The best practice adopted in the countries with the most success is to trace at least three levels of contacts (F1,F2,F3) of an index case (F0). If there are confirmed cases at any given level, the next level is traced, quarantined, and tested.

The longer the delay in discovering the index patient, the higher the chance that the disease has spread to multiple levels. Each level expands exponentially, therefore time is of the essence.

Contact tracers wait for index cases to show up in the hospital with symptoms to find the contact levels to kickstart the tracing process.

Authorities also wanted to get all index cases to state hospitals where they are able to exercise tight control and prevent further spread.

In a situation where tight curfew is imposed, this may be acceptable as the exponential expansion of new levels of contacts is stopped and the cluster is localized to where people can move around in houses close by.

However, it will not be the case when the curfew is lifted.

<b>High-Risk Groups during Curfew and After</b>

Even during curfew there are several high-risk groups that may get infected. These are delivery personnel, postmen, drivers and cleaners of vehicles, as well as medical staff and cleaning staff at hospitals.

Once curfew is lifted, the front office staff of any institution including airports, quarantine workers, cleaning staff, people working in economic centres, and drivers may be exposed to higher risks.

Those in driving/delivery related jobs in particular would also be in a position to spread the disease faster and to a greater area.

After curfew is lifted the government could sample test people in high-risk areas.

These include front office staff of hotels or any company, cleaning staff, transport and delivery personnel, restaurant/supermarket workers, taxi, truck, and other vehicle drivers and sex workers.

<b>Voluntary and private random testing</b>

Sri Lanka has imposed a price control on PCR testing. This price control does not account for the costs of personal protective equipment (PPE), the cost of medical staff, and the safe disposal of medical waste.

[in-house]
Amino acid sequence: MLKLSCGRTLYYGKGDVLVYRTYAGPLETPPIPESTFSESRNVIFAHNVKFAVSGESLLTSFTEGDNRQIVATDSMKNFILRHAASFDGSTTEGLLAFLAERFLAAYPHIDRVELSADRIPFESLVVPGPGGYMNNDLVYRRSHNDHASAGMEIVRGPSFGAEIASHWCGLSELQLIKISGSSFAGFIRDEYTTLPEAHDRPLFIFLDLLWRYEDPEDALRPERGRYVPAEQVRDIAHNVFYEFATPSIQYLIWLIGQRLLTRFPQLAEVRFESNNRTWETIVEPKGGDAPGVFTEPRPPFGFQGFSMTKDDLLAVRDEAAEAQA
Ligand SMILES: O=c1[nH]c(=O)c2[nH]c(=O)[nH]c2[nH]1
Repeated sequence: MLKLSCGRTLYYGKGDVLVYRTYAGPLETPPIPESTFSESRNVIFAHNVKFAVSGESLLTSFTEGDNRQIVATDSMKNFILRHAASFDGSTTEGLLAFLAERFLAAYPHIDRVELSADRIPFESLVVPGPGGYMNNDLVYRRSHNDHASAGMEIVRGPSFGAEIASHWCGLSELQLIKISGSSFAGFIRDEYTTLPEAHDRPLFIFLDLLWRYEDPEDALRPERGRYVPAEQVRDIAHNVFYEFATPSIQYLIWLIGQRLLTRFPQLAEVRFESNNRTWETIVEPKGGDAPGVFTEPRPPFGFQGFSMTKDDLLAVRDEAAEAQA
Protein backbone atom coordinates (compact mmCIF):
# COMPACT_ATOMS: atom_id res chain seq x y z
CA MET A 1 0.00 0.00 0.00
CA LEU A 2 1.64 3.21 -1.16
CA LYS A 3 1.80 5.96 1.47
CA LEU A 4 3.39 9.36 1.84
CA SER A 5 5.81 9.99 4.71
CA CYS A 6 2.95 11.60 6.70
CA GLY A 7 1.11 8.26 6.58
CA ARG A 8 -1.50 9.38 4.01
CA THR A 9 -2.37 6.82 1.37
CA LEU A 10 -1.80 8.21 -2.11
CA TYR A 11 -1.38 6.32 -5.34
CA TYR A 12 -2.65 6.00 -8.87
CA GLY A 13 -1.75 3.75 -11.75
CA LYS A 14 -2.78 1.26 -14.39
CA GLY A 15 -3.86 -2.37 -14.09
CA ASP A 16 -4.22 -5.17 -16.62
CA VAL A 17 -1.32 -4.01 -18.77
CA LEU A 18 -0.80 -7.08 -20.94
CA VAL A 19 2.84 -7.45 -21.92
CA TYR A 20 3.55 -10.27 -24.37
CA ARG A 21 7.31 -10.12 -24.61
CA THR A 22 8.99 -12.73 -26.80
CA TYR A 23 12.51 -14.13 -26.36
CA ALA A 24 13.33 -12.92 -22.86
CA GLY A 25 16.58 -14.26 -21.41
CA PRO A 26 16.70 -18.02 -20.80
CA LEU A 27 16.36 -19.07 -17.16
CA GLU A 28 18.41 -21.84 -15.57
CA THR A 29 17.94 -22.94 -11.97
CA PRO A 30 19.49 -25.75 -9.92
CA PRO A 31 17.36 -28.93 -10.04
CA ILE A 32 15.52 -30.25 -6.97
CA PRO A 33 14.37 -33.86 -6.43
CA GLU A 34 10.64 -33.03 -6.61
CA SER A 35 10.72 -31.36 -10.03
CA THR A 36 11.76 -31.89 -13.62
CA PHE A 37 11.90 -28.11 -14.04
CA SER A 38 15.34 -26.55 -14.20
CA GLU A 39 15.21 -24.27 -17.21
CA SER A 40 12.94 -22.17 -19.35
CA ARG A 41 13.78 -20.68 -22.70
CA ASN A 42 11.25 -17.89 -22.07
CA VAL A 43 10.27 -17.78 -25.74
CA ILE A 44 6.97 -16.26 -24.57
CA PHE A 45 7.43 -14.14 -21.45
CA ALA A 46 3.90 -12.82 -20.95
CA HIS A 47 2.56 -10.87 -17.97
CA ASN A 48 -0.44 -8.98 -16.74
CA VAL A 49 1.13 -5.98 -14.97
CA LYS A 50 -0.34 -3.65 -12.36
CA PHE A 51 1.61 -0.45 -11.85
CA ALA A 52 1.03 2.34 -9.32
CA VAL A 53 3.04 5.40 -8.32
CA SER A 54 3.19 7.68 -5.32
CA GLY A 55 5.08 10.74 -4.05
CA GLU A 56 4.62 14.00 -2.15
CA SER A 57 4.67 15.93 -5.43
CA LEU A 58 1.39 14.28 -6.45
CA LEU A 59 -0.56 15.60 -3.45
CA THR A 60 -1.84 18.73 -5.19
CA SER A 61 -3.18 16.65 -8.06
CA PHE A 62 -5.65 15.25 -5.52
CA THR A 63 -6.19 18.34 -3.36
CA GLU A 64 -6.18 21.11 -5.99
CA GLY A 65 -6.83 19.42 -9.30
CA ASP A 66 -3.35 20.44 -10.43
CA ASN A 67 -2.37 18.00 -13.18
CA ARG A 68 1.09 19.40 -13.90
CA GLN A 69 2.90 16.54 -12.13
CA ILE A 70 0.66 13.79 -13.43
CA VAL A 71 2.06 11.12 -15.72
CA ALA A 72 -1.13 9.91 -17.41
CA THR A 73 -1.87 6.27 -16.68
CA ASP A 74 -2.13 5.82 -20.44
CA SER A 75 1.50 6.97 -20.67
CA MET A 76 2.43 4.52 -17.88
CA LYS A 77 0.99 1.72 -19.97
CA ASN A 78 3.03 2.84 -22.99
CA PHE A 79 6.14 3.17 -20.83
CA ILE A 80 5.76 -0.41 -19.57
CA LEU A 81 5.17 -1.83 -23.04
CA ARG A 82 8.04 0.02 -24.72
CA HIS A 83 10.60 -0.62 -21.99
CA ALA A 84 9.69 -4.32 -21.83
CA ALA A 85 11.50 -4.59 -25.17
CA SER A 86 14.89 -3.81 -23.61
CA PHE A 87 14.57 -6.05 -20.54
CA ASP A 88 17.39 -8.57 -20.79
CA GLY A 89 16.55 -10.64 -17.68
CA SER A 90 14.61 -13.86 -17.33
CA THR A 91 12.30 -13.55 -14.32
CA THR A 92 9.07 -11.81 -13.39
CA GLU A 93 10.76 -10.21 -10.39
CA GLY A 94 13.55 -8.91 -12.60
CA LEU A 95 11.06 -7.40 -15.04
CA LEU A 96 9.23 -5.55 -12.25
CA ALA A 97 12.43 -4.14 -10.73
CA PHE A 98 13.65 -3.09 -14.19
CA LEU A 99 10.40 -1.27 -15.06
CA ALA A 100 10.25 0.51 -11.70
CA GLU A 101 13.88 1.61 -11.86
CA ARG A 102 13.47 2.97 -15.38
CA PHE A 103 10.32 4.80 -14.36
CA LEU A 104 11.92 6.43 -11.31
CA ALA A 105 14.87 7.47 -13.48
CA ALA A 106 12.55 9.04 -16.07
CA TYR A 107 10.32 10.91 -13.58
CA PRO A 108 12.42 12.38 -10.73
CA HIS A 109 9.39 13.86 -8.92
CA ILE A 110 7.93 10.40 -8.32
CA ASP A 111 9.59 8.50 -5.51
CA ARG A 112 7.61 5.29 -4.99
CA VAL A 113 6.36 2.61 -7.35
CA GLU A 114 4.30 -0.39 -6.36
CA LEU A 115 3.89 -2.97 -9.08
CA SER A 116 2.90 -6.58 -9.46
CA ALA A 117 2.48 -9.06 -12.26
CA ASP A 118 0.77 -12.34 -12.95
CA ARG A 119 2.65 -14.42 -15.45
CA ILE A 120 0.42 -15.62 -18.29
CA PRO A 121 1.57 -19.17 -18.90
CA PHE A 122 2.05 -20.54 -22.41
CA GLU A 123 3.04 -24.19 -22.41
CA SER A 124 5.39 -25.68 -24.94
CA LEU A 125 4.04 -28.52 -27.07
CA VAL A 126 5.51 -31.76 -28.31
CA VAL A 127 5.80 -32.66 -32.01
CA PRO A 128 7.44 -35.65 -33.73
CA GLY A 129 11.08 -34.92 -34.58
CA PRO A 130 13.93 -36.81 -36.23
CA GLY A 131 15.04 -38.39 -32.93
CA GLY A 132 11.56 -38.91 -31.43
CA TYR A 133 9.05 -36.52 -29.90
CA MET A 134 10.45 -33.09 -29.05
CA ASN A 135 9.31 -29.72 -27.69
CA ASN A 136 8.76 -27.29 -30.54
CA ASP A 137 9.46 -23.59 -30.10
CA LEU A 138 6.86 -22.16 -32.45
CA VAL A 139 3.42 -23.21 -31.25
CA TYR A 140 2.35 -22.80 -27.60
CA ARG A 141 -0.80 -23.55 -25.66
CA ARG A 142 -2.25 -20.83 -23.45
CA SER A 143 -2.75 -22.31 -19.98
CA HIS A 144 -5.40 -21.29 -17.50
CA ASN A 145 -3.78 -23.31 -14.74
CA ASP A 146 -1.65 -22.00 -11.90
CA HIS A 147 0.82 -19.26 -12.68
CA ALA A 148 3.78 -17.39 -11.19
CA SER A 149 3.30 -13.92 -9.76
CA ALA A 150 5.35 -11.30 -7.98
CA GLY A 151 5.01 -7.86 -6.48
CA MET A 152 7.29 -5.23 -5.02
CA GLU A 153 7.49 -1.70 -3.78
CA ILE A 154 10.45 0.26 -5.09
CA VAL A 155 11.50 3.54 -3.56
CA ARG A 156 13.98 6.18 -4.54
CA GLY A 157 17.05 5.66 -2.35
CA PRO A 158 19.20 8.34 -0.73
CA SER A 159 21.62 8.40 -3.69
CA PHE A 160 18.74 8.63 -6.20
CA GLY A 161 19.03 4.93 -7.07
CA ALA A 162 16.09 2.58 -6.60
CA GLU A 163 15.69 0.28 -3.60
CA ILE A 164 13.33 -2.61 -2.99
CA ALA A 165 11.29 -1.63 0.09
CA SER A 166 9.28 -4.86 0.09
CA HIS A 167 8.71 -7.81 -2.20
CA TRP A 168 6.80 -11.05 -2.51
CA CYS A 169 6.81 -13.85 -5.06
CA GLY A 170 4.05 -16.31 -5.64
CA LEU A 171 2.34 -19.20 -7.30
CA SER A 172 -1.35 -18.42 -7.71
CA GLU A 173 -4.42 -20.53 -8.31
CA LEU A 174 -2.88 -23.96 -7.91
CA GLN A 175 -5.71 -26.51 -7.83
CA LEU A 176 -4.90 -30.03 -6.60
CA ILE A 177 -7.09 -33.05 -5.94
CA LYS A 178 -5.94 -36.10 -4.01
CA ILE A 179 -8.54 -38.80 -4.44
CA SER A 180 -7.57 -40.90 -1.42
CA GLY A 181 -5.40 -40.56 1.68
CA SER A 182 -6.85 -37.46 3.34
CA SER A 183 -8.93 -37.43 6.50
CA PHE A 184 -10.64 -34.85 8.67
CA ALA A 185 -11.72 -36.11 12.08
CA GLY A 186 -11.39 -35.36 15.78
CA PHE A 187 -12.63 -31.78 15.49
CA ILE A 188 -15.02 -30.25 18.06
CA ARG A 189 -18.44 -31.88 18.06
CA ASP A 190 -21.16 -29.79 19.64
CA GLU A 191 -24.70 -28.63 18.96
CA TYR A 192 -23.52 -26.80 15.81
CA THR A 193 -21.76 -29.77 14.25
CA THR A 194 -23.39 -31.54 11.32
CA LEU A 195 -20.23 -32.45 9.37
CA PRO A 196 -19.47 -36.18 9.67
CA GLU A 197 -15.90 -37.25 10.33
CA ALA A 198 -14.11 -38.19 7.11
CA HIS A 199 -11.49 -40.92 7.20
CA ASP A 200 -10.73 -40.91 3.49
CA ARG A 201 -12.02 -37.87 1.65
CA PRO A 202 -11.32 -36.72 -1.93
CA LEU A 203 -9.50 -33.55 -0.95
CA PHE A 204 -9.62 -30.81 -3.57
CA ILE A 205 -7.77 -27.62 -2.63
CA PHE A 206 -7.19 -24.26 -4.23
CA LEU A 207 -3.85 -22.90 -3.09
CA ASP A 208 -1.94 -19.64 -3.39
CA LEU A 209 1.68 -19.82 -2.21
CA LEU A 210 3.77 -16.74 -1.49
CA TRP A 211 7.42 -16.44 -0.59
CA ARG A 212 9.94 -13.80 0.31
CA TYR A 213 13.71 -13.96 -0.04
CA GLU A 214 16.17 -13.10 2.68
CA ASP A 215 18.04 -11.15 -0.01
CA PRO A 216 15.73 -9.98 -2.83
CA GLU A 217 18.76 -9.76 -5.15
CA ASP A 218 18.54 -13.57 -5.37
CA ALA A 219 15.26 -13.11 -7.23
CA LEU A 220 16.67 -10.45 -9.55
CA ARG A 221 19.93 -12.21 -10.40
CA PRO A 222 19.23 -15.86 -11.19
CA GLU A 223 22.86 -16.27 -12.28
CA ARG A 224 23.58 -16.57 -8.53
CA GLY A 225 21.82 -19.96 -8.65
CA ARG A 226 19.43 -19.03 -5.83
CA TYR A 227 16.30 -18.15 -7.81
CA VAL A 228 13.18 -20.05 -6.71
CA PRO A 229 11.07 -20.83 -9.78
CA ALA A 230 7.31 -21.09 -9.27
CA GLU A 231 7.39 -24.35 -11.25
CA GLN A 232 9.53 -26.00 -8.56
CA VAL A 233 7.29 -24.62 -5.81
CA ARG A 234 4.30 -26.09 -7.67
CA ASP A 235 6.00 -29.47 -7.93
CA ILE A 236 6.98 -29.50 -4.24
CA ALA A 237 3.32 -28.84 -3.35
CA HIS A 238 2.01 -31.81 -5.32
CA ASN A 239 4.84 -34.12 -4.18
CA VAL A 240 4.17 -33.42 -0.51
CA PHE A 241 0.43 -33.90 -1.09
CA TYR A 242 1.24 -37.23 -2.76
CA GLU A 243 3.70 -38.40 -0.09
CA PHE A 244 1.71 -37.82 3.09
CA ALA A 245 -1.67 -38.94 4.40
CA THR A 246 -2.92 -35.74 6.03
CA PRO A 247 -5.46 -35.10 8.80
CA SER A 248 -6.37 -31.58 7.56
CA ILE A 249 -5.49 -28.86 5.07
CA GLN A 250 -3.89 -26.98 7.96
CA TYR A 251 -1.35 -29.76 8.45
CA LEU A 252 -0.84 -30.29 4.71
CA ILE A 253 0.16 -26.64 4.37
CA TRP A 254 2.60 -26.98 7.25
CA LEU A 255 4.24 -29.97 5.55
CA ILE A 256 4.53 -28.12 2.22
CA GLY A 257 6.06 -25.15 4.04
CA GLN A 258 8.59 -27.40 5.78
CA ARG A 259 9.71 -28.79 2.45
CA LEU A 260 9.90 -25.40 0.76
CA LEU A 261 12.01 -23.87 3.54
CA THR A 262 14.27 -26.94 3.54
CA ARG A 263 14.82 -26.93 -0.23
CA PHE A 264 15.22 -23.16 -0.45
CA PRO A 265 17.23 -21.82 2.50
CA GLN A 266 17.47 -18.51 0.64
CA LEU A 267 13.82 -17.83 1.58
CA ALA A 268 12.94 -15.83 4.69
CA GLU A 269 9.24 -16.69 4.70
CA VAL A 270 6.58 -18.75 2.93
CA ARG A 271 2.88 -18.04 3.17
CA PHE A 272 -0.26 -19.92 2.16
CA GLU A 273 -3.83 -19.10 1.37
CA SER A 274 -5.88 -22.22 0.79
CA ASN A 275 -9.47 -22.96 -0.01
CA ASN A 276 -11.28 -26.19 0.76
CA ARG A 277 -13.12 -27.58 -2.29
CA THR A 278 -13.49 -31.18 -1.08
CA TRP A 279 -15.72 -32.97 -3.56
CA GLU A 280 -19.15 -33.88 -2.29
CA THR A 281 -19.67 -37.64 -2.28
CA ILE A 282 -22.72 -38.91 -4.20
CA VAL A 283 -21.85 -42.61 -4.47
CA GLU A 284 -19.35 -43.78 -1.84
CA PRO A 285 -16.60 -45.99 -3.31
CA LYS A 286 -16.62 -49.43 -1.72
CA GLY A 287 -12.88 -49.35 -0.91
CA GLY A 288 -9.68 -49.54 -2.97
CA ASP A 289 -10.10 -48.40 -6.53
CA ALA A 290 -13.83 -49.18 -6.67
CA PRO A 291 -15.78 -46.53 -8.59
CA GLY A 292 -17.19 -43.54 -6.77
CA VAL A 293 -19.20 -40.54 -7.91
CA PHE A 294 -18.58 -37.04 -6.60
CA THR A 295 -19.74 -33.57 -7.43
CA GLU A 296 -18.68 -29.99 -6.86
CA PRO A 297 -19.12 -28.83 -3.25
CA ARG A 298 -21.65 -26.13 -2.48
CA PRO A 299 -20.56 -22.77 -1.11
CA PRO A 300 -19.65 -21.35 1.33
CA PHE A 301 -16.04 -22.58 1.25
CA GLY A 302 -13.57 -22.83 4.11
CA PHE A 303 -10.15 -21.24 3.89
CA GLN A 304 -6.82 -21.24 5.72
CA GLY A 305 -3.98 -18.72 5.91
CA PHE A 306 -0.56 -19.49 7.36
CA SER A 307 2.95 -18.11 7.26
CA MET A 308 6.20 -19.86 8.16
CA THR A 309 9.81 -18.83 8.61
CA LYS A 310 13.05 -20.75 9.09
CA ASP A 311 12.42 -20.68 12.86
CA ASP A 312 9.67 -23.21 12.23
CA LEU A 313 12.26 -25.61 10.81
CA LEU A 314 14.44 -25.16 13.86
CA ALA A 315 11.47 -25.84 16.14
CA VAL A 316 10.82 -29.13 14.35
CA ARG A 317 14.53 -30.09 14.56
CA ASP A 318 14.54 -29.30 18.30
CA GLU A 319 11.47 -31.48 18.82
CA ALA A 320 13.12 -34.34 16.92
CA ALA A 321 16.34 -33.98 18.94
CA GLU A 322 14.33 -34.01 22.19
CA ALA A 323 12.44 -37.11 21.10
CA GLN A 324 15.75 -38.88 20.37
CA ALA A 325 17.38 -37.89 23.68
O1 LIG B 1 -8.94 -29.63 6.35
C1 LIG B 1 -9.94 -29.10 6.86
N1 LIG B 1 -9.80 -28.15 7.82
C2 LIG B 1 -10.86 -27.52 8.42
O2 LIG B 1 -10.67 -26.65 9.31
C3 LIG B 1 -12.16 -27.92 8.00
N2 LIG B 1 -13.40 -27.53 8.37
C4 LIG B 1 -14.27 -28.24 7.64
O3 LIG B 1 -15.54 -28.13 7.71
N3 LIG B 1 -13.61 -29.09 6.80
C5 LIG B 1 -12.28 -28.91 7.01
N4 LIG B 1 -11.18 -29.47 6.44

If the concerns of authorities are that hospitals could get infected, testing and sample collections could be done outside of private hospitals.

Removing the price control would allow competition to drive the cost down, and would allow the private sector to expand testing capacity.

Opportunities should be provided for companies to negotiate bulk discounts and multiple validated testing points should be allowed. Companies and employees could be encouraged to share the cost.

To reduce the cost on the government, opportunities should be provided for voluntary testing and testing at the cost of the employer; especially for front office staff and sample testing of factory workers.

This way any index cases that have slipped through the net and any second contacts of index cases who have since recovered could be discovered.

Under the current testing strategy, there is zero chance of an asymptomatic person being discovered by authorities. Since the growth of a cluster is exponential, time is of the essence.

People may require a test for a variety of reasons.

Any individual who does not have symptoms but may feel that he/she was exposed due to going to a crowded place or any other high-risk location, that they have COVID-19 should have an opportunity to get a PCR test from at his or her own expense, preferably through a drive-through system.

Any individual who has to look after an elderly person or visit an elderly person may have a need for a test.

Many countries, including Korea, are already asking for pre-flight tests from foreign visitors. The current state testing regime there is no opportunity for anyone to get a test.

Drawing from the process adopted in countries like the UAE, results could be sent by text messages and other online methods. The same could be shared with authorities to construct a live map without burdening the public sector.